The Fifth Amendment of the United States Constitution guarantees, among other things, that no one "shall be compelled in any criminal case to be a witness against himself." This is the basis for the familiar "Miranda Warning" that reminds a suspect that they have a right to remain silent. However, in my practice I have found that an alarming number of people being investigated as a suspect in a crime choose to talk to the police. Therefore, I give every one of my clients this simple piece of advice: Never talk to the police.
This advice is obviously very difficult to follow, but I believe it is crucial to getting a fair trial for the following reasons.
First, making a statement to the police can never help you. As discussed in Part 1 of this blog entry, the typical Miranda Warning explains that "anything you say can be used against you in a court of law." What a lot of suspects assume is that if they say something helpful, it will be introduced at trial in their favor. The reality is that those statements would be inadmissible hearsay and the prosecutor would object if the defense attorney attempted to have those statements admitted. Statements against the defendant's interests fall into an exception to the hearsay rules and would be allowed by the judge. Therefore, it doesn't make sense for an innocent person to speak to the police during an investigation, because the innocent person could not benefit from any statements made.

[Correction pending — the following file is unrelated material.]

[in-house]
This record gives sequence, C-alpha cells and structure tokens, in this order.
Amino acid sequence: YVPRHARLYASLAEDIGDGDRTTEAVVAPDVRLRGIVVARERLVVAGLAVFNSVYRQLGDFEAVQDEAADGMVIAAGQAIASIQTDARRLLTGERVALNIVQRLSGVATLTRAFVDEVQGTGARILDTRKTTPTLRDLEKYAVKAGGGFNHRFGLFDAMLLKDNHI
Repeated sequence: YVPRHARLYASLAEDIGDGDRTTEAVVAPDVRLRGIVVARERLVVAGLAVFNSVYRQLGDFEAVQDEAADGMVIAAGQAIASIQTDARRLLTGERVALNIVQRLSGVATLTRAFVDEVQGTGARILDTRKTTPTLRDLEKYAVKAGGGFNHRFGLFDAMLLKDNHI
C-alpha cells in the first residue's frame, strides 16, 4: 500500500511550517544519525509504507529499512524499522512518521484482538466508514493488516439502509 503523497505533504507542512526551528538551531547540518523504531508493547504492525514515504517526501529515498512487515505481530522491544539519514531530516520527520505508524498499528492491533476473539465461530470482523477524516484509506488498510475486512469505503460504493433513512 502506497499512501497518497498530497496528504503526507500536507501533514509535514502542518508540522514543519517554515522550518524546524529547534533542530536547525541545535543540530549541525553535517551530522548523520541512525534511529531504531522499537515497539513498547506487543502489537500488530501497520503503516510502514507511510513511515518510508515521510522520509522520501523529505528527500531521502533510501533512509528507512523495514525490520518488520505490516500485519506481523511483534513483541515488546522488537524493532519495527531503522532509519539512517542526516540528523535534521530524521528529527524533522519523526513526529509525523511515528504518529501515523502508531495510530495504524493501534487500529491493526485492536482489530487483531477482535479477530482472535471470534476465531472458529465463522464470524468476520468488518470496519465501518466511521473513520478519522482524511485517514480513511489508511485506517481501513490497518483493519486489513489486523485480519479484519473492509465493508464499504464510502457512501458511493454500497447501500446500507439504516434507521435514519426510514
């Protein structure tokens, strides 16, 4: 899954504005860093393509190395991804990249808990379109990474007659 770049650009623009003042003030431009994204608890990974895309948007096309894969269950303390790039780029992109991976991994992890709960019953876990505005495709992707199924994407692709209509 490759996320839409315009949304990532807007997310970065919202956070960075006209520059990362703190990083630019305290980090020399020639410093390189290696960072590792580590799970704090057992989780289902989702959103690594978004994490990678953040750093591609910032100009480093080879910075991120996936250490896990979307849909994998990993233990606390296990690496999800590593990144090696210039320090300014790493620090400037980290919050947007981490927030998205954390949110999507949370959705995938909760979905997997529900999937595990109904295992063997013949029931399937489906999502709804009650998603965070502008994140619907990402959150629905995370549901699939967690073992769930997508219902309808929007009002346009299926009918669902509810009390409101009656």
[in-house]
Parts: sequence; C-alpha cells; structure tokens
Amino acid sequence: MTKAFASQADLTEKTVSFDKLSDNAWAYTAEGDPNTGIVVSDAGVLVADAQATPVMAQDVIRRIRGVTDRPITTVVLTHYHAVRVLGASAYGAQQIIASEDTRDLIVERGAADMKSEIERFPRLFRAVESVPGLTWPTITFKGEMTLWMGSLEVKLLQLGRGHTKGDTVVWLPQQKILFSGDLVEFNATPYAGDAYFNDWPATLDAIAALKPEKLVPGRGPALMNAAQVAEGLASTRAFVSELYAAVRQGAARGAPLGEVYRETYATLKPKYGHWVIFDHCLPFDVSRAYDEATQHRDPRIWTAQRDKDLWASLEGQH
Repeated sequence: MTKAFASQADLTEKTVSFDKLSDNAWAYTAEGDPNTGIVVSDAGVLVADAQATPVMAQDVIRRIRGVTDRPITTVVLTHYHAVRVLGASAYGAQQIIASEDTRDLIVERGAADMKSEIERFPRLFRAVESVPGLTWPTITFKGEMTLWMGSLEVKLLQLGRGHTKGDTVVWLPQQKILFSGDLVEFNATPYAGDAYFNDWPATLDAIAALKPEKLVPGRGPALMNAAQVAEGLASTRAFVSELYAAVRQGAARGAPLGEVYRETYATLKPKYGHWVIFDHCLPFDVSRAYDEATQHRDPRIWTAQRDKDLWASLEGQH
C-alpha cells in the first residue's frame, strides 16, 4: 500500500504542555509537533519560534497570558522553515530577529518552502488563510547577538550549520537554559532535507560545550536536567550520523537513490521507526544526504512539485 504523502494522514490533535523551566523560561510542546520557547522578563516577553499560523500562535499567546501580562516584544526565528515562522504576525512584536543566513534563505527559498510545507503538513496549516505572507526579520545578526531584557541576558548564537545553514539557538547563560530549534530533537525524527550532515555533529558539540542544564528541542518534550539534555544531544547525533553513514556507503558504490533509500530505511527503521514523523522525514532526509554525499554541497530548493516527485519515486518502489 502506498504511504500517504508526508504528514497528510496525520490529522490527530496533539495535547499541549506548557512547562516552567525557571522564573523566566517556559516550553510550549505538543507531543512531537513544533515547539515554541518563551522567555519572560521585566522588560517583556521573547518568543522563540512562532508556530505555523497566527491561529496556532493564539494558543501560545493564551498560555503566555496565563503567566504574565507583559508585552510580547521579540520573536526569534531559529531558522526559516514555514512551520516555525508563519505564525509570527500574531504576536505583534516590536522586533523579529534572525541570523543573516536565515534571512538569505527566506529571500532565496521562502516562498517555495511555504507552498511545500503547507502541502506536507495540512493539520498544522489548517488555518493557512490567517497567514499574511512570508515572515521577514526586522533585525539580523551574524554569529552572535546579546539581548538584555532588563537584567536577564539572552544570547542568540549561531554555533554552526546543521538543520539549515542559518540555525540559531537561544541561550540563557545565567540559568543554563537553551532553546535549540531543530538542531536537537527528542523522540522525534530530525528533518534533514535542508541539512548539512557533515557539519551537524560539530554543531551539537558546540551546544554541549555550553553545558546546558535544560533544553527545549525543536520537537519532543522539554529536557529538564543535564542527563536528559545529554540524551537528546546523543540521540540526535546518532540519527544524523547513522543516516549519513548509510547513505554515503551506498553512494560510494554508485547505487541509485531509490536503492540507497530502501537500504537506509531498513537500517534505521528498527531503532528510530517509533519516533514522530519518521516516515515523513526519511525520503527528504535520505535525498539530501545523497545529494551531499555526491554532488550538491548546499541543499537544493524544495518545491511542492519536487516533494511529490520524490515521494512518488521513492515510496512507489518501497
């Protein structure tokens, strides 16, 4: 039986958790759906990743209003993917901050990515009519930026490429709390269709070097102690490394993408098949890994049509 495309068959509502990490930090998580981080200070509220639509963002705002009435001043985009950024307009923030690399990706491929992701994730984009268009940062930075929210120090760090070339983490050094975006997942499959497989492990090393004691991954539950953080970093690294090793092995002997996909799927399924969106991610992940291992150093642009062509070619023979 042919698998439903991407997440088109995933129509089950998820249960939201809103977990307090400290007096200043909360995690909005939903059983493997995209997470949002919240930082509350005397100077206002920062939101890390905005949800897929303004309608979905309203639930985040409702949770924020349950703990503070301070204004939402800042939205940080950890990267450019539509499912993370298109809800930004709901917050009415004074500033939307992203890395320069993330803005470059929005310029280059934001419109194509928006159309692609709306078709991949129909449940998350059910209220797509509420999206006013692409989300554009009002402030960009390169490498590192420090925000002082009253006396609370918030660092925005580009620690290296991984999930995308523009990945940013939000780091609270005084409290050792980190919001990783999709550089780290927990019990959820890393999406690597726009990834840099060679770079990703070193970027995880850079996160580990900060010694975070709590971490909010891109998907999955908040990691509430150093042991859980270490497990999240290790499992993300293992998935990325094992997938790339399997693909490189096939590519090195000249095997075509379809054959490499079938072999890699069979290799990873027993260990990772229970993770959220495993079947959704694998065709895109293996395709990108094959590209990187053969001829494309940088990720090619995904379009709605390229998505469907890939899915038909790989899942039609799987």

Secondly, there are too many ways that an innocuous statement can be used to convict the defendant. When being subjected to interrogation by the police for an extended amount of time, suspects tend to get to a point where they are just trying to get out of there. At that point, many suspects will tend to exaggerate otherwise truthful statements of innocence. What may start out as "I wasn't there when the crime occurred," becomes "I've never been there in my life." While the suspect may not have been at the scene of the crime when the crime was committed, the police may have a way to prove that the suspect was there on some other day. At that point, the suspect's credibility is gone and they appear to be guilty even though they may not be.
Next, a statement made to the police during questioning may not be presented to the jury at trial in the same manner as it was originally given. Often, an officer on the stand at trial will offer personal commentary about the suspect's statement. If the questioning was not videotaped (most interrogations are not videotaped) then the officer's commentary may be presented to the jury without contradiction. For example, the officer may tell the jury that he believed the suspect was nervous or that he seemed to be hiding something. Often, the officer will testify that the suspect was evasive or fidgety or that he was sarcastic with certain answers. This type of officer commentary can make an exculpatory statement seem like an admission of guilty.
Finally, a suspect in a police investigation should remain silent and refuse to talk to the police because even if they are guilty, there is no reason to admit guilt without receiving any benefit in return. A large number of criminal defendants eventually plead guilty to some offense. These defendants usually change their plea to guilty in return for a reduction of the charges or some consideration in terms of sentencing. A suspect who confesses to the police at the beginning of the process has given away their best bargaining chip and may get a more substantial sentence as a result.